Who's really at fault for campus coronavirus outbreaks?

By choosing to reopen for in-person or even hybrid models of teaching, as so many schools have done, college presidents and administrators willingly joined our broader culture’s dangerous charade of normalcy. While some schools — including Johns Hopkins, Harvard, and Princeton — decided to continue online-only for the foreseeable future, countless campuses across the country invited students back, in some cases while peddling campus-themed personal-protective gear to cover the stench of the crisis with a Febreze-spritz of school spirit. The president of Notre Dame defended his decision as “very much worth the… risk.” The provost of the University of Kansas quoted Marie Curie in her enthusiastic announcement about the resumption of in-person learning: “Nothing in life is to be feared, it is only to be understood. Now is the time to understand more, so that we may fear less.”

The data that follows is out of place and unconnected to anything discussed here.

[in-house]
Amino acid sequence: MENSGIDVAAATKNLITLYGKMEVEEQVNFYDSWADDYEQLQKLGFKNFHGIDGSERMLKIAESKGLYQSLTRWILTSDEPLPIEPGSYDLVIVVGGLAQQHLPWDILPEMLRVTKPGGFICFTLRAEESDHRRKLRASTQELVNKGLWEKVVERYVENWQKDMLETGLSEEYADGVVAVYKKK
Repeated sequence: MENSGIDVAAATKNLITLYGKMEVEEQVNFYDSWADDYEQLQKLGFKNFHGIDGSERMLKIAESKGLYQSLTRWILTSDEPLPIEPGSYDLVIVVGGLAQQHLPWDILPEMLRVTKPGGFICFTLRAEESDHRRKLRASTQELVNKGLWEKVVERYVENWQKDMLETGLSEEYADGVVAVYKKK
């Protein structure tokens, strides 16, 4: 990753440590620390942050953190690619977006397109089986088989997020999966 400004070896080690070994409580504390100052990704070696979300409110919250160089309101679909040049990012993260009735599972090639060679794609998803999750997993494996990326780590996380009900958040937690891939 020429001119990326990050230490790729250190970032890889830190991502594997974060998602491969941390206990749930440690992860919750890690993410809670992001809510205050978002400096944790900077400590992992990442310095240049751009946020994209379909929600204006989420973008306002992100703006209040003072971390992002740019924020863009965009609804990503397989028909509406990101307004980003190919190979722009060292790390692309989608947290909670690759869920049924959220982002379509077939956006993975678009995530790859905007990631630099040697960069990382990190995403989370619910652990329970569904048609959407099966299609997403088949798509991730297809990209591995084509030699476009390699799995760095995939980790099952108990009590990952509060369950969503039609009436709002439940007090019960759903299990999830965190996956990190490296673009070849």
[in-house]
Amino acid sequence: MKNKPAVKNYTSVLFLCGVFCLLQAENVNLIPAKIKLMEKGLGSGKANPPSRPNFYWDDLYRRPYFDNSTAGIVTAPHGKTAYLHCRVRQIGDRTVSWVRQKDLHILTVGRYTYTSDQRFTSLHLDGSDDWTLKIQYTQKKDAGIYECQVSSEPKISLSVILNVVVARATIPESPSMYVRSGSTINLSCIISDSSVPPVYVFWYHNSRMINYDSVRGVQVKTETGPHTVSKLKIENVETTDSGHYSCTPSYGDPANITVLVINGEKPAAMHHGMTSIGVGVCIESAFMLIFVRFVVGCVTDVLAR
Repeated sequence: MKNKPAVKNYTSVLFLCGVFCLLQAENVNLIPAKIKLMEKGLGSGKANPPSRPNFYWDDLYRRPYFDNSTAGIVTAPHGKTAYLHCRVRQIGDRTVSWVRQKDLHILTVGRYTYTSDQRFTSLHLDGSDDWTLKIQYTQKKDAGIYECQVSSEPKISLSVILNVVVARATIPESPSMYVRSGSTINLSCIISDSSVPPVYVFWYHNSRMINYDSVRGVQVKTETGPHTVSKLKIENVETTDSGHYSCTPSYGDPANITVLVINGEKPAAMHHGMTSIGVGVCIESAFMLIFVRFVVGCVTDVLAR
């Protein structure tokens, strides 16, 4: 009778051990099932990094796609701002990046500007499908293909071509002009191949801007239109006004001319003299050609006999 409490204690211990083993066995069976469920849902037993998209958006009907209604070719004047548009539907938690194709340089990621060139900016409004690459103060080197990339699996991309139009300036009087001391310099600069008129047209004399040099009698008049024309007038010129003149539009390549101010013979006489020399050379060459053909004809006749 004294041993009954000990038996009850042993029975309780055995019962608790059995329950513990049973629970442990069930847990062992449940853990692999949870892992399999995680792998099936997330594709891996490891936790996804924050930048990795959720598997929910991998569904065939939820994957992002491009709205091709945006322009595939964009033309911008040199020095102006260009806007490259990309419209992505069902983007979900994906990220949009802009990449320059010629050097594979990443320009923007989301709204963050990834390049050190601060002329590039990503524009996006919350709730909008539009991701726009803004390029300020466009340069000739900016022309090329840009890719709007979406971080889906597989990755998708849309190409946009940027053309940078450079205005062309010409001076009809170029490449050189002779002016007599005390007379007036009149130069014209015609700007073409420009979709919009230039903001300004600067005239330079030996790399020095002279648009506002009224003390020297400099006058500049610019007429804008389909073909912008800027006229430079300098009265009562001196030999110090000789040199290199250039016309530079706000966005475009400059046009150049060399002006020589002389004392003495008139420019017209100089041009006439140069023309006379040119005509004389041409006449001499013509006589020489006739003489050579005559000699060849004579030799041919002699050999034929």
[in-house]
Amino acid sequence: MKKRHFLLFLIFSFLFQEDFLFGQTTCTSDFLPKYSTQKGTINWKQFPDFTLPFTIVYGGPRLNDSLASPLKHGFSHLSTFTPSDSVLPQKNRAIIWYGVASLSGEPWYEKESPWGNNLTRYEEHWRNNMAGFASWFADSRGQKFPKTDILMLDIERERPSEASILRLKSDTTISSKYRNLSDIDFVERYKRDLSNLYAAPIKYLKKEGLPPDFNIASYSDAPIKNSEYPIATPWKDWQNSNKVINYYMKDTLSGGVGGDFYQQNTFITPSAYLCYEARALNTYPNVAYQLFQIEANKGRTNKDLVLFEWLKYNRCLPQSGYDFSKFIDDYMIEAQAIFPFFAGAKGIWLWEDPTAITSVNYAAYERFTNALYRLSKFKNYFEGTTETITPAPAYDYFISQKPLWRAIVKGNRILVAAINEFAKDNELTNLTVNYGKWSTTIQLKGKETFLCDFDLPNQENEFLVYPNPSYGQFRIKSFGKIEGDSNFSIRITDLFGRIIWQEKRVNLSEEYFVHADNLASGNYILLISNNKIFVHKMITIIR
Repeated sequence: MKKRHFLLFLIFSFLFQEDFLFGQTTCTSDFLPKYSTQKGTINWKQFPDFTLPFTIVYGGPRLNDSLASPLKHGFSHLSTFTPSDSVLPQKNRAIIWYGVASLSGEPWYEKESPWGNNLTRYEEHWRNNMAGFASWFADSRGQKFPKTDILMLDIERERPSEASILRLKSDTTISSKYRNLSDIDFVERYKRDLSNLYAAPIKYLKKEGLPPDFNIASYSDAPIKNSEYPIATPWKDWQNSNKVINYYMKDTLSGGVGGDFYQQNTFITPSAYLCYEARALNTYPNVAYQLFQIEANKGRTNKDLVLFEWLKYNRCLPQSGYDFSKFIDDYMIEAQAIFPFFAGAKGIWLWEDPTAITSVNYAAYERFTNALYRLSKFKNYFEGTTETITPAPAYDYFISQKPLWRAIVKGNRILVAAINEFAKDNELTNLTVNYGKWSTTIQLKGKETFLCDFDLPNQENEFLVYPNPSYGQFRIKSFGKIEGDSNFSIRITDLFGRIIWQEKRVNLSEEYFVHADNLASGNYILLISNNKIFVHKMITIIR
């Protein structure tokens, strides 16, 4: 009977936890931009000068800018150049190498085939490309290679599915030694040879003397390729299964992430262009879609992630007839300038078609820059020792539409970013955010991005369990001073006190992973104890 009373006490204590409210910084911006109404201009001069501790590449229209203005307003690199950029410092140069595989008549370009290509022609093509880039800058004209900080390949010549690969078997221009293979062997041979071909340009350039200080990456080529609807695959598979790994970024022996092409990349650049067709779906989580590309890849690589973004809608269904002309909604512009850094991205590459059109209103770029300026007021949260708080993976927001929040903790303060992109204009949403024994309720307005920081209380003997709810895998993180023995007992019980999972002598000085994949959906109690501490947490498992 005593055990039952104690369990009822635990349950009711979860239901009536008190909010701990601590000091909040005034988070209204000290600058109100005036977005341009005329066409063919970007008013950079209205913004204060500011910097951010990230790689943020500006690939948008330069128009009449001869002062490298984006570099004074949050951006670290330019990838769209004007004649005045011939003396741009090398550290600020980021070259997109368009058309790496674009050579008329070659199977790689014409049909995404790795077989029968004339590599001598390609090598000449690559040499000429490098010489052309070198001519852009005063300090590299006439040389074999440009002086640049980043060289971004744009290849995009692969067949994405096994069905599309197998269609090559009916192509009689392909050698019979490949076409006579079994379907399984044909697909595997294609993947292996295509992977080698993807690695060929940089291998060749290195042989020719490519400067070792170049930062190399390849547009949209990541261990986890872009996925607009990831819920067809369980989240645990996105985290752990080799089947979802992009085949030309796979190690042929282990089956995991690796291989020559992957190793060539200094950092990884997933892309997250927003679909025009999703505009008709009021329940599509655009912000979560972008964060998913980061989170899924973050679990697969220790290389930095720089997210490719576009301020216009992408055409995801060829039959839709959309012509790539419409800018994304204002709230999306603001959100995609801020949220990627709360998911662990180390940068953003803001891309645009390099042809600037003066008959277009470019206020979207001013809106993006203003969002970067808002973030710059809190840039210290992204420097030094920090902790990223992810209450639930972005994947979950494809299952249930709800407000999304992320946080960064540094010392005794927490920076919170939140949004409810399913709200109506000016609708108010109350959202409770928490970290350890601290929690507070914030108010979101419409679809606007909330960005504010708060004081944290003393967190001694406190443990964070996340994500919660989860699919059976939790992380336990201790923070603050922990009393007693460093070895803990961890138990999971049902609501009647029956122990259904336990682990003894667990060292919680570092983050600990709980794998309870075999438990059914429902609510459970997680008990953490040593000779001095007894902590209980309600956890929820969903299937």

The results of these decisions were predictably disastrous. Campus-based outbreaks have been reported in at least 19 states. Some campuses have reversed their decision to pursue in-person learning, and, in some cases, have sent students back home to put their families and home communities at risk (which the NIH’s Dr. Anthony Fauci has strongly discouraged). At the University of Michigan, my alma mater, graduate students went on strike to protest the school’s tepid COVID response. Other campuses, like Providence College, have locked down and transformed into miniature police states, with “paid details from the Providence police to help enforce the stay-at-home order, along with campus police and local landlords, who have their own security,” according to the Providence Journal. It’s a mess — and a deadly one.